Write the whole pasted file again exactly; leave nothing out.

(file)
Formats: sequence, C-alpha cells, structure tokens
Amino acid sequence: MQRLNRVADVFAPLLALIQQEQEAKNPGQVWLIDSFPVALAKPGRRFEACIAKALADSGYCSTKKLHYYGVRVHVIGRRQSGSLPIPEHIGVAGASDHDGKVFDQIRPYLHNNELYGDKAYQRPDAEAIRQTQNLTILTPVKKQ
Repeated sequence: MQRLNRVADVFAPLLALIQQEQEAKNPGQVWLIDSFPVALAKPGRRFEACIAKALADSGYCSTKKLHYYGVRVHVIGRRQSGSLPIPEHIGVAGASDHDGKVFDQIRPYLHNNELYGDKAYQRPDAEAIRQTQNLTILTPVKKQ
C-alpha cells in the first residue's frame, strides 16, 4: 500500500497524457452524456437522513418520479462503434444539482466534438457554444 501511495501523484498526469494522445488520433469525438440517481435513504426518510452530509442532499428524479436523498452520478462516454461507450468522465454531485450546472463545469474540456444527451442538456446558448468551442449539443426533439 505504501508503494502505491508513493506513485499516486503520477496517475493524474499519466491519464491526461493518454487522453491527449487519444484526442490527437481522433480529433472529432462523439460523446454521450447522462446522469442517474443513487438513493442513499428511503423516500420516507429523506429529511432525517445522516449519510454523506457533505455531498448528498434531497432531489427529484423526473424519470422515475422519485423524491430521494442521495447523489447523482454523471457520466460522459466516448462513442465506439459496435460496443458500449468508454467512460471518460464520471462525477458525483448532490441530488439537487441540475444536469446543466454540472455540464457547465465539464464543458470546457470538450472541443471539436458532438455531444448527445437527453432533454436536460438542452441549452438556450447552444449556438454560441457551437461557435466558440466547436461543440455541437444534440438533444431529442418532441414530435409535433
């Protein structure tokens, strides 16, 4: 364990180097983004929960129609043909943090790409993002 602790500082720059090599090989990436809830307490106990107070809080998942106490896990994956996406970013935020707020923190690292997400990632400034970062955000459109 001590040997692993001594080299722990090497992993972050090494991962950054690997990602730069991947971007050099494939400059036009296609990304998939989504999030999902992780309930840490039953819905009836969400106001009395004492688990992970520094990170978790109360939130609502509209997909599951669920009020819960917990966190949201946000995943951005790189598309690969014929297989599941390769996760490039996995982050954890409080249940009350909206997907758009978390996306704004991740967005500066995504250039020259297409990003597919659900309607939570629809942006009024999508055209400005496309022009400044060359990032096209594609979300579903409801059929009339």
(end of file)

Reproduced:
Formats: sequence, C-alpha cells, structure tokens
Amino acid sequence: MQRLNRVADVFAPLLALIQQEQEAKNPGQVWLIDSFPVALAKPGRRFEACIAKALADSGYCSTKKLHYYGVRVHVIGRRQSGSLPIPEHIGVAGASDHDGKVFDQIRPYLHNNELYGDKAYQRPDAEAIRQTQNLTILTPVKKQ
Repeated sequence: MQRLNRVADVFAPLLALIQQEQEAKNPGQVWLIDSFPVALAKPGRRFEACIAKALADSGYCSTKKLHYYGVRVHVIGRRQSGSLPIPEHIGVAGASDHDGKVFDQIRPYLHNNELYGDKAYQRPDAEAIRQTQNLTILTPVKKQ
C-alpha cells in the first residue's frame, strides 16, 4: 500500500497524457452524456437522513418520479462503434444539482466534438457554444 501511495501523484498526469494522445488520433469525438440517481435513504426518510452530509442532499428524479436523498452520478462516454461507450468522465454531485450546472463545469474540456444527451442538456446558448468551442449539443426533439 505504501508503494502505491508513493506513485499516486503520477496517475493524474499519466491519464491526461493518454487522453491527449487519444484526442490527437481522433480529433472529432462523439460523446454521450447522462446522469442517474443513487438513493442513499428511503423516500420516507429523506429529511432525517445522516449519510454523506457533505455531498448528498434531497432531489427529484423526473424519470422515475422519485423524491430521494442521495447523489447523482454523471457520466460522459466516448462513442465506439459496435460496443458500449468508454467512460471518460464520471462525477458525483448532490441530488439537487441540475444536469446543466454540472455540464457547465465539464464543458470546457470538450472541443471539436458532438455531444448527445437527453432533454436536460438542452441549452438556450447552444449556438454560441457551437461557435466558440466547436461543440455541437444534440438533444431529442418532441414530435409535433
């Protein structure tokens, strides 16, 4: 364990180097983004929960129609043909943090790409993002 602790500082720059090599090989990436809830307490106990107070809080998942106490896990994956996406970013935020707020923190690292997400990632400034970062955000459109 001590040997692993001594080299722990090497992993972050090494991962950054690997990602730069991947971007050099494939400059036009296609990304998939989504999030999902992780309930840490039953819905009836969400106001009395004492688990992970520094990170978790109360939130609502509209997909599951669920009020819960917990966190949201946000995943951005790189598309690969014929297989599941390769996760490039996995982050954890409080249940009350909206997907758009978390996306704004991740967005500066995504250039020259297409990003597919659900309607939570629809942006009024999508055209400005496309022009400044060359990032096209594609979300579903409801059929009339």